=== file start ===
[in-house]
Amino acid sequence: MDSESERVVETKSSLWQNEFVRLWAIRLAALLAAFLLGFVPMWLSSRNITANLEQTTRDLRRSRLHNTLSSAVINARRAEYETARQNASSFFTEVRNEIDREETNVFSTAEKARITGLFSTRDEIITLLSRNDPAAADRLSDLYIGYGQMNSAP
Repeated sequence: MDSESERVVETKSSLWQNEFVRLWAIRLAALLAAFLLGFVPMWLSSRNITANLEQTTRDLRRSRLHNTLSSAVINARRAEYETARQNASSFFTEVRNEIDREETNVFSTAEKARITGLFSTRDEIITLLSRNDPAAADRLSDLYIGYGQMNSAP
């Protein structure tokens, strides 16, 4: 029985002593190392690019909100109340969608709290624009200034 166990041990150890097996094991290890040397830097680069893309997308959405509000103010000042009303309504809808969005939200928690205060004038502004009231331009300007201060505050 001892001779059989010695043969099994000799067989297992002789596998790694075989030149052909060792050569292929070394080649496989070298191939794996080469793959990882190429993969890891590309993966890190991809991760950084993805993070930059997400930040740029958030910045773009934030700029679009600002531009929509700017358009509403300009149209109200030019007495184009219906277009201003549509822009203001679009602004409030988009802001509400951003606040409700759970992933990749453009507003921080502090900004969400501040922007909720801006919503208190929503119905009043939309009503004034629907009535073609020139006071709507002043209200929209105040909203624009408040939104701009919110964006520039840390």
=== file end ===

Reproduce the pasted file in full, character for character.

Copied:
[in-house]
Amino acid sequence: MDSESERVVETKSSLWQNEFVRLWAIRLAALLAAFLLGFVPMWLSSRNITANLEQTTRDLRRSRLHNTLSSAVINARRAEYETARQNASSFFTEVRNEIDREETNVFSTAEKARITGLFSTRDEIITLLSRNDPAAADRLSDLYIGYGQMNSAP
Repeated sequence: MDSESERVVETKSSLWQNEFVRLWAIRLAALLAAFLLGFVPMWLSSRNITANLEQTTRDLRRSRLHNTLSSAVINARRAEYETARQNASSFFTEVRNEIDREETNVFSTAEKARITGLFSTRDEIITLLSRNDPAAADRLSDLYIGYGQMNSAP
């Protein structure tokens, strides 16, 4: 029985002593190392690019909100109340969608709290624009200034 166990041990150890097996094991290890040397830097680069893309997308959405509000103010000042009303309504809808969005939200928690205060004038502004009231331009300007201060505050 001892001779059989010695043969099994000799067989297992002789596998790694075989030149052909060792050569292929070394080649496989070298191939794996080469793959990882190429993969890891590309993966890190991809991760950084993805993070930059997400930040740029958030910045773009934030700029679009600002531009929509700017358009509403300009149209109200030019007495184009219906277009201003549509822009203001679009602004409030988009802001509400951003606040409700759970992933990749453009507003921080502090900004969400501040922007909720801006919503208190929503119905009043939309009503004034629907009535073609020139006071709507002043209200929209105040909203624009408040939104701009919110964006520039840390």